This post is by guest blogger, Matt Langdon. Matt is the founder of The Hero Construction Company, which helps teach kids about the heroes within them and how to help their heroic selves thrive.

Jeremiah Anthony saw a problem in his school and he fixed it.
His advice to others who see problems: Follow your
heart despite the risk. If you worry about the risks
you’ll never do anything. Make your world a better place.

Jeremiah Anthony sat in the crowded high school assembly watching the hired speaker talk about bullying. She had been sharing barely believable (and a few unbelievable) stories of her own bullying experiences. Her message thus far had been, “Bullying is bad.” This was not news to Jeremiah or any of his two thousand school-mates. Then she said, “Do you want to know how to stop bullying?” Jeremiah edged forward, eager to hear the answer.

“Don’t be a bully.”

And that was it. Her solution to the bullying problem was to tell 95% of the audience to do something they were already doing.

While most of the other students spent the rest of the day laughing and joking about the ludicrous stories they’d heard, Jeremiah wondered how bullying could be reduced. He recalled a conversation with his first grade guidance counselor who had explained that bullies act the way they do because of low self-esteem. It seemed obvious then that the solution was to improve everyone’s self-esteem. Jeremiah started a Twitter account in order to compliment everyone in his school. @westhighbros was born.

That was fifteen months ago and things have changed. There are now ten people running the account because Jeremiah realized he couldn’t find positive things about everyone in the school by himself. He’s been featured in blog posts, the local newspaper, and earlier this month, Jeremiah was interviewed on NBC’s Today Show, spurring hundreds of teens around the country to start their own positive Twitter accounts.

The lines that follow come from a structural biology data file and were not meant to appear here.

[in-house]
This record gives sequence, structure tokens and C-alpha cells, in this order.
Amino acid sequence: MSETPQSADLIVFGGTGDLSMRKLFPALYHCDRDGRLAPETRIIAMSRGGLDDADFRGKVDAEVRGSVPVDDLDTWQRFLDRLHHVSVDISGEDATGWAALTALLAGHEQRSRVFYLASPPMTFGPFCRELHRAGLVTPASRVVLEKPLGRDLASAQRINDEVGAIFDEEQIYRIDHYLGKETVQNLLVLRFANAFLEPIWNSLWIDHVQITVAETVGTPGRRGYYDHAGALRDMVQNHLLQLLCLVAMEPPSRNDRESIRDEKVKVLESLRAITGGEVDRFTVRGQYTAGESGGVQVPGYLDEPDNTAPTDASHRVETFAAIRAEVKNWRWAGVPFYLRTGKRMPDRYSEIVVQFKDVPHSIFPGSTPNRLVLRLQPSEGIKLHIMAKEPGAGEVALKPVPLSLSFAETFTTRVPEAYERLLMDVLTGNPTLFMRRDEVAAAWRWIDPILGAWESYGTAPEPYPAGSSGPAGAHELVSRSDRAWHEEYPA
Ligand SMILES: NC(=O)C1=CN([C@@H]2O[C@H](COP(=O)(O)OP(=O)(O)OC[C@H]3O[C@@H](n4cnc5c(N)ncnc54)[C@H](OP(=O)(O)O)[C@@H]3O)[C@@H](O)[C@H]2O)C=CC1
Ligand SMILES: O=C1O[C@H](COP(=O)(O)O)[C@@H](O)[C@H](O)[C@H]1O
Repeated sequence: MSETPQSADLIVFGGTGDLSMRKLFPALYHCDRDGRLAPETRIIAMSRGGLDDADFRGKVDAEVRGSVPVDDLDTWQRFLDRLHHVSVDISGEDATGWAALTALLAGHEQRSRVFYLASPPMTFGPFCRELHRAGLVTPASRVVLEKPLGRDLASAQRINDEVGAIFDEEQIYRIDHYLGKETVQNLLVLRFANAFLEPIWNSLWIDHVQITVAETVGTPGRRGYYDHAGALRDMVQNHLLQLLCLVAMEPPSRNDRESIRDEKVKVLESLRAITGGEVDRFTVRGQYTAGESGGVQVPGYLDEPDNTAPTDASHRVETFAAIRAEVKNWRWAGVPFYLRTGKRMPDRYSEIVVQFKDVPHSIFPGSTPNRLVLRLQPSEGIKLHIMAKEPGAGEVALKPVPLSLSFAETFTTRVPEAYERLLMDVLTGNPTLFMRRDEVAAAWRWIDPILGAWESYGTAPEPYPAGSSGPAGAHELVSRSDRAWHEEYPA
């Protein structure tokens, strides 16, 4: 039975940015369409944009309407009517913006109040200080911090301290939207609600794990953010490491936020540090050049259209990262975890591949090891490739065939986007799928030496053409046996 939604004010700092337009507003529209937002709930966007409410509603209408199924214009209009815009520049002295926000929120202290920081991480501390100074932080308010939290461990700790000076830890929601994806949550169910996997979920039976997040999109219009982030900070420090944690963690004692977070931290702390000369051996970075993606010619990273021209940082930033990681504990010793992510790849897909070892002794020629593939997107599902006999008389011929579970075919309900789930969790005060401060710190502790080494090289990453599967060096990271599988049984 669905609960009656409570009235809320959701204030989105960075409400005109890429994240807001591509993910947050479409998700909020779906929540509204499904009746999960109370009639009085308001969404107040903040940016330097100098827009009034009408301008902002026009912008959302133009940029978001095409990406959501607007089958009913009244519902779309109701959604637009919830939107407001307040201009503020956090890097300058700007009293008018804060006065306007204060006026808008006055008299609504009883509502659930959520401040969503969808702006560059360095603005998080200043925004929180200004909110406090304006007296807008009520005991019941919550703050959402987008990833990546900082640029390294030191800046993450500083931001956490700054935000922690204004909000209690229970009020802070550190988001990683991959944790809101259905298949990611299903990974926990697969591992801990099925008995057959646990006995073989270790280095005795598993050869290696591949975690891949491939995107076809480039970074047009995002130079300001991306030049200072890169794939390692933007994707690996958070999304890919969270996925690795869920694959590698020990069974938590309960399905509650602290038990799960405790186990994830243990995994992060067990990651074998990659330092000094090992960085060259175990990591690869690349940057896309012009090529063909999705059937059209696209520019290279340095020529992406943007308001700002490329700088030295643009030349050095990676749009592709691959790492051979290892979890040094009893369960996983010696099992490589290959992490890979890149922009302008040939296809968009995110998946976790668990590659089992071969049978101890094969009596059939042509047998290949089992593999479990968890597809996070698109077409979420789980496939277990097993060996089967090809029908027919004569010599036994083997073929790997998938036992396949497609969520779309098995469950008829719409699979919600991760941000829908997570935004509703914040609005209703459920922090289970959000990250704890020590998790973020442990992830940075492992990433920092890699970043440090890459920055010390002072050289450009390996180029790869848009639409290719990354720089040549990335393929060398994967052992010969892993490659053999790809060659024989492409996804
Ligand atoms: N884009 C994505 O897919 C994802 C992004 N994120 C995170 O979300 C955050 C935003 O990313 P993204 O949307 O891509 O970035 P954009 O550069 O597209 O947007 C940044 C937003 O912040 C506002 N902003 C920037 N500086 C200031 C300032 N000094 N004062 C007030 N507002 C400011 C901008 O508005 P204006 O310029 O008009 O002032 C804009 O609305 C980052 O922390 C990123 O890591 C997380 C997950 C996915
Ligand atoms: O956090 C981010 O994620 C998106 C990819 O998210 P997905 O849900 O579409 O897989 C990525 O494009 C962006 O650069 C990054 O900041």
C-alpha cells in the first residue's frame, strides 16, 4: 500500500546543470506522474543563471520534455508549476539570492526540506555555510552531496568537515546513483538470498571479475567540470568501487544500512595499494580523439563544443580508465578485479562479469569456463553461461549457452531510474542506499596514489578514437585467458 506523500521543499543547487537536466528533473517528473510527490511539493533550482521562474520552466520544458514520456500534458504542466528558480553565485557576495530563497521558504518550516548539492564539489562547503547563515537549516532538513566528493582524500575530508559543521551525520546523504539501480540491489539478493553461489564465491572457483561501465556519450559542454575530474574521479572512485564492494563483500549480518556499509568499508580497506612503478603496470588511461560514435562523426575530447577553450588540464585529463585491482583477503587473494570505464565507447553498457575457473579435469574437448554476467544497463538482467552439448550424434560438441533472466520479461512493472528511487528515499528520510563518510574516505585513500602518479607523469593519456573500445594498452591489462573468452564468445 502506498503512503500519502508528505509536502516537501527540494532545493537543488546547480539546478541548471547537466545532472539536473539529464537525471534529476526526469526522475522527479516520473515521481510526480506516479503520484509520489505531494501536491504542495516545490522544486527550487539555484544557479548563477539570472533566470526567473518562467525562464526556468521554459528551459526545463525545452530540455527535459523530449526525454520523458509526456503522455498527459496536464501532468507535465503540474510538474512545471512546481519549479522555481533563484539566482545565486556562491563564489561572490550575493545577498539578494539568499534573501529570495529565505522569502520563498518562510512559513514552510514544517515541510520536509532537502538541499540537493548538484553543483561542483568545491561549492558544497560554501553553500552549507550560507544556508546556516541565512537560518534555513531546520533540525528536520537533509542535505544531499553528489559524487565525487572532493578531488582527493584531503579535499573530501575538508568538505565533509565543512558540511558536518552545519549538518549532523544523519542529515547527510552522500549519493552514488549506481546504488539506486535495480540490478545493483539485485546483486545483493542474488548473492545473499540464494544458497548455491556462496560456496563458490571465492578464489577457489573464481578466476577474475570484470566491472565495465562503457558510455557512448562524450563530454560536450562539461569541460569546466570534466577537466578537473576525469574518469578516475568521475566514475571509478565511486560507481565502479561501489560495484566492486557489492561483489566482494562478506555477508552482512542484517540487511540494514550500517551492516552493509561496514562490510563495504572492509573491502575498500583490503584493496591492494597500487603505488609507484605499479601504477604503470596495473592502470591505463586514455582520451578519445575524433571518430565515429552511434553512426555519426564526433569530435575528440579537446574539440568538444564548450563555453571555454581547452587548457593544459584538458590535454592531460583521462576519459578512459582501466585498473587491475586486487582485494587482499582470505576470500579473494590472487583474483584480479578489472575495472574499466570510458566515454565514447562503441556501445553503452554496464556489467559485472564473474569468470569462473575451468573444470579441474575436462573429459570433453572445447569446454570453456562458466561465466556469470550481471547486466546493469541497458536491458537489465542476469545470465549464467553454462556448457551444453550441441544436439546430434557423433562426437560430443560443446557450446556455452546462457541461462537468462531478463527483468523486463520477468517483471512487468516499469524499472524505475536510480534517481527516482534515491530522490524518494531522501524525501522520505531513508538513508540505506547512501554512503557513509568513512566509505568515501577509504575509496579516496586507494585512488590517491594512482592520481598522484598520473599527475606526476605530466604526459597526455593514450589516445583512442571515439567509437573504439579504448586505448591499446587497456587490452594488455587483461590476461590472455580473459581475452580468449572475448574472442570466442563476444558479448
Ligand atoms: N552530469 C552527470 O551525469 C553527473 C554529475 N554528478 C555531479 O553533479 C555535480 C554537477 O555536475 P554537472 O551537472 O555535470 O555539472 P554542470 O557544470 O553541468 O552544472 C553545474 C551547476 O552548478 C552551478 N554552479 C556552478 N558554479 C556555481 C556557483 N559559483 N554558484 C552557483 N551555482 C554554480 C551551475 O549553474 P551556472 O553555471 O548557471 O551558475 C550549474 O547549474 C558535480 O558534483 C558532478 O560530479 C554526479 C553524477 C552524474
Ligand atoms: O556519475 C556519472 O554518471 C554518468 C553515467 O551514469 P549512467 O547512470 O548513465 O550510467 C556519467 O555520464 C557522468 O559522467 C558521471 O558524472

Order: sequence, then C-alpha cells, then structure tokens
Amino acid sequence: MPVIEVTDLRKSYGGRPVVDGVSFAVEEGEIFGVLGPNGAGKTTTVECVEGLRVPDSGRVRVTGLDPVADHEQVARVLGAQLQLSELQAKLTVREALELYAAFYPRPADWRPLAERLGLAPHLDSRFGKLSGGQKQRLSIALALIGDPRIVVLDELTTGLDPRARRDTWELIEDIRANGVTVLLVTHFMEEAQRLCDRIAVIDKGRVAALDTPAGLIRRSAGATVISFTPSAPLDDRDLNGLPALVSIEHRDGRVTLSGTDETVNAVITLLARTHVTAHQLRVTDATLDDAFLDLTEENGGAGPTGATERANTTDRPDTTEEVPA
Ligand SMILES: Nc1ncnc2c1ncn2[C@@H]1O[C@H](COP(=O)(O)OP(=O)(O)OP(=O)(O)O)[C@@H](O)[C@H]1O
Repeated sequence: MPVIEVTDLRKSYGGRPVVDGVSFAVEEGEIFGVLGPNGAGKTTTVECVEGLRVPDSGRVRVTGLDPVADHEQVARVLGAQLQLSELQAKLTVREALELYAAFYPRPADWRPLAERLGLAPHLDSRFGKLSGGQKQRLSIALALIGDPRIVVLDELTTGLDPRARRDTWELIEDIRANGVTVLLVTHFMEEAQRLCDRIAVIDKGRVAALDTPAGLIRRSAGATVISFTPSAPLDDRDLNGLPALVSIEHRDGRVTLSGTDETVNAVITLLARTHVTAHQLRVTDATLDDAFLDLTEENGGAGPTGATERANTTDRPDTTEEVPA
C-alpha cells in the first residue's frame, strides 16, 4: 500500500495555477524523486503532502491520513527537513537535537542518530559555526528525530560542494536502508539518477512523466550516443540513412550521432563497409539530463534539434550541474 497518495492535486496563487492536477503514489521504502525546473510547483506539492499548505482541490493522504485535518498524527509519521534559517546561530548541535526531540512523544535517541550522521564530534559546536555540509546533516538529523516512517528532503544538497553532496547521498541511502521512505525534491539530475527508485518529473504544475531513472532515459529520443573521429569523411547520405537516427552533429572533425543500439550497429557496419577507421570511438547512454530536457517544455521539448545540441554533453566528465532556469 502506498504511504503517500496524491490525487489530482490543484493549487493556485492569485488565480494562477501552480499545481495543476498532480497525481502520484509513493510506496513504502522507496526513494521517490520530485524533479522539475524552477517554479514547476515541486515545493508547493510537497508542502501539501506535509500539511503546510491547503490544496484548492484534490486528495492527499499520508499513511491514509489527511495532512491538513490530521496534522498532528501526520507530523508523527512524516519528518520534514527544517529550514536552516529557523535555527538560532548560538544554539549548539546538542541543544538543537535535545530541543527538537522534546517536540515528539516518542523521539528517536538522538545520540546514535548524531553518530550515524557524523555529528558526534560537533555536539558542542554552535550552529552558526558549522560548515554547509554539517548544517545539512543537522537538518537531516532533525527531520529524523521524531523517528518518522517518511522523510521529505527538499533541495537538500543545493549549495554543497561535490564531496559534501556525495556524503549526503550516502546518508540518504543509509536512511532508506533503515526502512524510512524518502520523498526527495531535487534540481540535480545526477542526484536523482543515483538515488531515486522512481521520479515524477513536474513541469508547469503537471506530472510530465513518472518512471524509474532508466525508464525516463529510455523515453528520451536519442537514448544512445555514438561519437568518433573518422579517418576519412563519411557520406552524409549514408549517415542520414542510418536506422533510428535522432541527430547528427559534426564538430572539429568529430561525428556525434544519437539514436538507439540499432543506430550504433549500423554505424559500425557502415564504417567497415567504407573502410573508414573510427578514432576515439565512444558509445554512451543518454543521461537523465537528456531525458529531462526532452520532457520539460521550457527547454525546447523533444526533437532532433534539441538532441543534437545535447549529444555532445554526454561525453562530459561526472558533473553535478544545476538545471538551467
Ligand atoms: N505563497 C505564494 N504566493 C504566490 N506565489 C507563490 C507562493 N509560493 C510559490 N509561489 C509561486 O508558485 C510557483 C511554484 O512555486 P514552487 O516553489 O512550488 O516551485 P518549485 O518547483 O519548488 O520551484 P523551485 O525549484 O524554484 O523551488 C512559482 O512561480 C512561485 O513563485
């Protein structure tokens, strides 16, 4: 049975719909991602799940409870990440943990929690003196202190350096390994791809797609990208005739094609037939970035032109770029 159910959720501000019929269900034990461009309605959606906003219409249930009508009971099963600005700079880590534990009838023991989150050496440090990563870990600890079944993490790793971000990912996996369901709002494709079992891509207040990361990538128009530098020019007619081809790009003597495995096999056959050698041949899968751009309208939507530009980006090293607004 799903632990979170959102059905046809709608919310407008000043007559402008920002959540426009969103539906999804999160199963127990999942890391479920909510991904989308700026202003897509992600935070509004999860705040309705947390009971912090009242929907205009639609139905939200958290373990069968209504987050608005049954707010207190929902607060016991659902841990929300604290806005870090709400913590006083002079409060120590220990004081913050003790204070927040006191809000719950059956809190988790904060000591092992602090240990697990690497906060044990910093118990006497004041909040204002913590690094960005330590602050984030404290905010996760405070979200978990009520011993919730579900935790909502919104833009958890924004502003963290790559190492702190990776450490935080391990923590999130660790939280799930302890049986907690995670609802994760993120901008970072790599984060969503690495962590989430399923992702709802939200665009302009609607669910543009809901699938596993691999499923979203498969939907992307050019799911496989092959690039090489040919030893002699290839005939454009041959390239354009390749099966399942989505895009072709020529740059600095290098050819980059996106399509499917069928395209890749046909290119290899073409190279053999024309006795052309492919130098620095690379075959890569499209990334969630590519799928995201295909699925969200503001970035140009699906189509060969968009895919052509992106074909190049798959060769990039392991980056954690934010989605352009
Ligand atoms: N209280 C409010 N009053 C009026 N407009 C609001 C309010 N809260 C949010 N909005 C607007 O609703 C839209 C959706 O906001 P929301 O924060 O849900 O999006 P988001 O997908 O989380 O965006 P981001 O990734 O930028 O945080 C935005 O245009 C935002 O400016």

I spoke to Jeremiah last week and three key points came hit me during the conversation.

This is Risky

There is always a risk of pushback when doing positive things in a school environment. And so it was with @westhighbros. Jeremiah told me a few people started attacks on him personally. That’s what happens to heroes. However, Jeremiah was not fazed. He told me that he knew a good word goes further than a bad. He did the right thing despite the risk.

This is Student-Led

I asked Jeremiah how the staff and administration at the school felt about his efforts and how much they worked with him on the project. He said they didn’t even know about it until the Today Show came to town. This blew me away. Jeremiah and the team have become a trusted set of mentors to students at the school. They are regularly asked for advice. They have improved the school culture (down to virtually zero cyberbullying) and did it without getting staff involved. That allows staff to focus on their jobs.

This is a Team

All heroes have teams. Jeremiah has a team. He interviews students from time to time to take jobs in this self-esteem factory. With the team, he is able to create more change than he’d ever be able to do by himself. Gandhi is often quoted suggesting that you be the change you want to see in the world. That’s not enough. You have to go beyond yourself. Spread your message by building a team.

Disclaimer: The opinions expressed by guest posters are those of the individual authors and do not necessarily reflect the views of the Institute for Humane Education or its staff.

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